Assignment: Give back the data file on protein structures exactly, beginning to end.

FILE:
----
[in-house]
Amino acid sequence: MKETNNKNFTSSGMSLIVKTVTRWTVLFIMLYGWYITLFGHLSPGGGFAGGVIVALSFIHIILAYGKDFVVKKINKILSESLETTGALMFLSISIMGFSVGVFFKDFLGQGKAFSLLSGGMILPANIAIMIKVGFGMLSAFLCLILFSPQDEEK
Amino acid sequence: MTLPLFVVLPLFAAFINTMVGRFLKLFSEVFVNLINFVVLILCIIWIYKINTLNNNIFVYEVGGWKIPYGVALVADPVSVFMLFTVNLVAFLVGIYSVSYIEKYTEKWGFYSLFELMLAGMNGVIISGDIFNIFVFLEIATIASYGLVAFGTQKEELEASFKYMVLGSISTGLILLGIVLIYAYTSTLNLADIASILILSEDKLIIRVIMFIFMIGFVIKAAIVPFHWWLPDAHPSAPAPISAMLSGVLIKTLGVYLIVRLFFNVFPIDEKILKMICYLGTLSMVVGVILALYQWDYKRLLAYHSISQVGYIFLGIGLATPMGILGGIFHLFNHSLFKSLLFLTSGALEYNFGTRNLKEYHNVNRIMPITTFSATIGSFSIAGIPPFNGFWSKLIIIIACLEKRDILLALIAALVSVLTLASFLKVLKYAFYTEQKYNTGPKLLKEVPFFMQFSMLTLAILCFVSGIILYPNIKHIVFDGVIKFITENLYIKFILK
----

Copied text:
[in-house]
Amino acid sequence: MKETNNKNFTSSGMSLIVKTVTRWTVLFIMLYGWYITLFGHLSPGGGFAGGVIVALSFIHIILAYGKDFVVKKINKILSESLETTGALMFLSISIMGFSVGVFFKDFLGQGKAFSLLSGGMILPANIAIMIKVGFGMLSAFLCLILFSPQDEEK
Amino acid sequence: MTLPLFVVLPLFAAFINTMVGRFLKLFSEVFVNLINFVVLILCIIWIYKINTLNNNIFVYEVGGWKIPYGVALVADPVSVFMLFTVNLVAFLVGIYSVSYIEKYTEKWGFYSLFELMLAGMNGVIISGDIFNIFVFLEIATIASYGLVAFGTQKEELEASFKYMVLGSISTGLILLGIVLIYAYTSTLNLADIASILILSEDKLIIRVIMFIFMIGFVIKAAIVPFHWWLPDAHPSAPAPISAMLSGVLIKTLGVYLIVRLFFNVFPIDEKILKMICYLGTLSMVVGVILALYQWDYKRLLAYHSISQVGYIFLGIGLATPMGILGGIFHLFNHSLFKSLLFLTSGALEYNFGTRNLKEYHNVNRIMPITTFSATIGSFSIAGIPPFNGFWSKLIIIIACLEKRDILLALIAALVSVLTLASFLKVLKYAFYTEQKYNTGPKLLKEVPFFMQFSMLTLAILCFVSGIILYPNIKHIVFDGVIKFITENLYIKFILK